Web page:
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I listen to a great many audio books -- mostly MM of late -- including all of Josh Lanyon's offerings. Aaron Landon is hands down in my top tier of top tier performers. His animated and nuanced narration here is captivating. No caricatured voices, no over-dramatizing. Just pure talent for breathing voice to an already superb story. Mr. Landon graced each character with a distinctive and utterly appropriate voice. I was 100% engaged and entertained and will be looking up more of his work.
Blythe: Happy; merry. People with this name have a deep inner desire for travel and adventure, and want to set their own pace in life without being governed by tradition. ~ Book of Gaelic Names
From the opening paragraph I was hooked on this superbly written, madcap, yet soul stirring adventure. Jefferson Blythe was a character I was immediately rooting for and intrigued by. The manner in which he followed his grandfather's old guidebook - in fact the inclusion of text from an actual 1960 copy of Esquire’s Europe In Style – was a brilliant thread throughout the story. It served to illustrate how important it was for young Jefferson to honor his grandfather while experiencing the world through his own eyes; while carving his own way. It also helped to make me feel as though I were smack in the locales of the story – during the 60s as well as now.
The whacky -and at times surprisingly dark - mystery surrounding Jefferson’s mistaken identity dovetailed perfectly with the poignant mystery surrounding his back story with George. And then there was the current mystery surrounding George’s employment… I must say I was a bit thrown by the seriousness of some incidents which occurred fairly early in the story. I was expecting a bit lighter fare regarding the mystery elements, but one knows what is said about expectations! Lanyon is certainly a deft hand at serving up entertaining - and often unexpected - twists! Jefferson's mixture of fortitude and vulnerability were something that really hit me in the heart.... I even cried a few times when Jefferson was feeling so confused and dejected about George. The pain and confusion experienced by both of them on their tentative road to romance was very moving.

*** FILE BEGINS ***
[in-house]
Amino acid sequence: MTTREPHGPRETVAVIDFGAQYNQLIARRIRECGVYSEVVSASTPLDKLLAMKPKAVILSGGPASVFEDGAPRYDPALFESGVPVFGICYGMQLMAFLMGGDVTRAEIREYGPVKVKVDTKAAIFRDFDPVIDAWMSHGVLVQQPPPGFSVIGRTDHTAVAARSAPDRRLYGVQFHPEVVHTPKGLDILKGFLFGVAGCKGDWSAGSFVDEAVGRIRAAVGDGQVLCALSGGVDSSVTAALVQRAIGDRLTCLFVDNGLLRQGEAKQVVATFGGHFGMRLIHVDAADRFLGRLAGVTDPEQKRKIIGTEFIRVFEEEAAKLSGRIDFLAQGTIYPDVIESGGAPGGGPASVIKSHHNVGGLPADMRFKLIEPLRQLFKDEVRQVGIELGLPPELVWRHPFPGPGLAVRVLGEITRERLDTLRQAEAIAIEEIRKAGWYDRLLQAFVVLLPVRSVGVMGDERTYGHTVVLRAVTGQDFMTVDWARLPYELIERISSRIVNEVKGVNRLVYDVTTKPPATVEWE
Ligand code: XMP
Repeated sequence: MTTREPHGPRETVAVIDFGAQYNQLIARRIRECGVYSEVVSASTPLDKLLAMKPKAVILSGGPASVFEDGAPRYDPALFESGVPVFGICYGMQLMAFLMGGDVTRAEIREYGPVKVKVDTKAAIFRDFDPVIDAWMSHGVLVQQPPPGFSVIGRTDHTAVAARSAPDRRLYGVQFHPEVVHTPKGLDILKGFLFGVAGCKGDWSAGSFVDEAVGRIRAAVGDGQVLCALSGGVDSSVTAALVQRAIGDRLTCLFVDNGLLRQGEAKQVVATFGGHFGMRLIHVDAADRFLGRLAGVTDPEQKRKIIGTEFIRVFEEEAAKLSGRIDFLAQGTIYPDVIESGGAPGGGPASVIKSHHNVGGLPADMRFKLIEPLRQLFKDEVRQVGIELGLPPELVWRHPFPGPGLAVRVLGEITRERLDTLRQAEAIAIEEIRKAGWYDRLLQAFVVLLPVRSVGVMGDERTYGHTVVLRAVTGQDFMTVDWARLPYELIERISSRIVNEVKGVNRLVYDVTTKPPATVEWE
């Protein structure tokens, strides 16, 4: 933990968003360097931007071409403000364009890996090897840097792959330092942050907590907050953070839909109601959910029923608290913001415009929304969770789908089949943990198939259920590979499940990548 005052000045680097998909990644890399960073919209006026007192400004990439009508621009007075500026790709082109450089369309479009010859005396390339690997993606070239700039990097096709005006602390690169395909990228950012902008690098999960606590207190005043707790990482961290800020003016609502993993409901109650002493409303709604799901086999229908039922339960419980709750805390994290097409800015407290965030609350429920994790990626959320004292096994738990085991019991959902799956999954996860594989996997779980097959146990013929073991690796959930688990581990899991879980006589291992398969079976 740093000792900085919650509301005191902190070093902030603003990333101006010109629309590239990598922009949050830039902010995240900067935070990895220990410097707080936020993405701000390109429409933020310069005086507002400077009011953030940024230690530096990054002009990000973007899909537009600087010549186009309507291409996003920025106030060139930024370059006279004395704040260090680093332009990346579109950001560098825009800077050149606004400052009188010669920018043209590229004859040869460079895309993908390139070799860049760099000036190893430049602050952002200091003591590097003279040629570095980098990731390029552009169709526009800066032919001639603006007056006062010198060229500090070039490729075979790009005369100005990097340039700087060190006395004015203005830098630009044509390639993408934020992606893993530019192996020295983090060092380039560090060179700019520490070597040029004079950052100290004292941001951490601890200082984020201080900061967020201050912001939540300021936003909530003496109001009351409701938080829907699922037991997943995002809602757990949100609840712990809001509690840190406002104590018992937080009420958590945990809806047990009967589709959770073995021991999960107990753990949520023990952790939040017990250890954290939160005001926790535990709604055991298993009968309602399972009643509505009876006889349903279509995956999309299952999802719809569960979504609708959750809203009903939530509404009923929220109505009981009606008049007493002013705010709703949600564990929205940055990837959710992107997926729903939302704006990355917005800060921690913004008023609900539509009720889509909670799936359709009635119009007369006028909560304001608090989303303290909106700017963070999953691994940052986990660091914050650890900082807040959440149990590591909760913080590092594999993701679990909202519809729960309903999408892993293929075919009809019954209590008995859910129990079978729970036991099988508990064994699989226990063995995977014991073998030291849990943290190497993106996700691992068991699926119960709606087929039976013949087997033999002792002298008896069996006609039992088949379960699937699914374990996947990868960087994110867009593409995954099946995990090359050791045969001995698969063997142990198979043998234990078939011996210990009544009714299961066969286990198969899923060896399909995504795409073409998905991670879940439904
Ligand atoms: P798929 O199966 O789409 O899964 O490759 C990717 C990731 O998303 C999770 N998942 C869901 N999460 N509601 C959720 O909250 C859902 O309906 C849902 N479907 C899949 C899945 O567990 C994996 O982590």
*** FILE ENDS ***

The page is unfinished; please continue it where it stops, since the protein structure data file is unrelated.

The humor running throughout felt spot on and provided a great balance to both the emotional ups and downs and the seriousness of Jefferson's predicament with his pursuers. Throwing Colin (a character from a different Lanyon story) in as Jefferson’s savior in Paris had me grinning like a fool. I'm so glad in the end Jefferson brought his obvious trait of courage forward to embrace his own heart, and to help George do the same. This was a wonderful coming of age story wrapped in a zany mystery. The foundation is there for a solid romance between Jefferson and George. I have a good feeling about their future. I also have a feeling trouble may came looking for them both again!
3 of 3 people found this review helpful
Would you recommend this audiobook to a friend? If so, why?
Yes I would. there is mystery. Crazy girl. Russian mafia, and a nervous kid.
What did you like best about this story?
the mystery. And the funny way the MC found himself in trouble. over and over
Which character – as performed by Aaron Landon – was your favorite?
Jeff. Aaron was perfect for this book. I always wonder how narrators are chosen.
I must say Aaron was great all the way. Since the MC was only 22 his voice was perfect. And it was easy to hear the book without needing to read it (like some books where voices blend together wondering who is talking now?)
If you were to make a film of this book, what would the tag line be?
How to get in trouble in Europe?
Any additional comments?
this book is Josh Lanyon mystery book. Different from his other books:
MCs are young men, other books they were in their 30s or 40s.
No one was an artist, writer, cop, or professor/teacher.
3 of 3 people found this review helpful
I had to suspend my disbelief from the get go with this audiobook. Jefferson Blythe was a 22 year old American student who, on the end of his supposed 'engagement' to Amy, decided to use the money he had saved for her ring and travel Europe following in the footsteps of the an old Esquire travel guide from the sixties.
Maybe it was the camp narration, but I did not believe for one second that Jefferson was straight or bisexual. And so as his personal story was revealled I found myself trying to stay in the story between eye rolls.
The 'crime' angle of the story was messy and not as well plotted as i expect from Josh Lanyon novels. I have read and listened to heaps of her books and they can be hit and miss- either beautifully crafted or slap dash. This was closer to the latter.
I did not have much of a connection with either Jefferson- who played the cringeworthy American abroard, or George, who could have been a thrilling character if he had been developed.
The narrator's performance was really good, and all of his accents apart from Jefferson were excellent. If he had made Jefferson sound less fey his personal journey would have been more believeable.
An entertaining listen, but not Lanyon's best.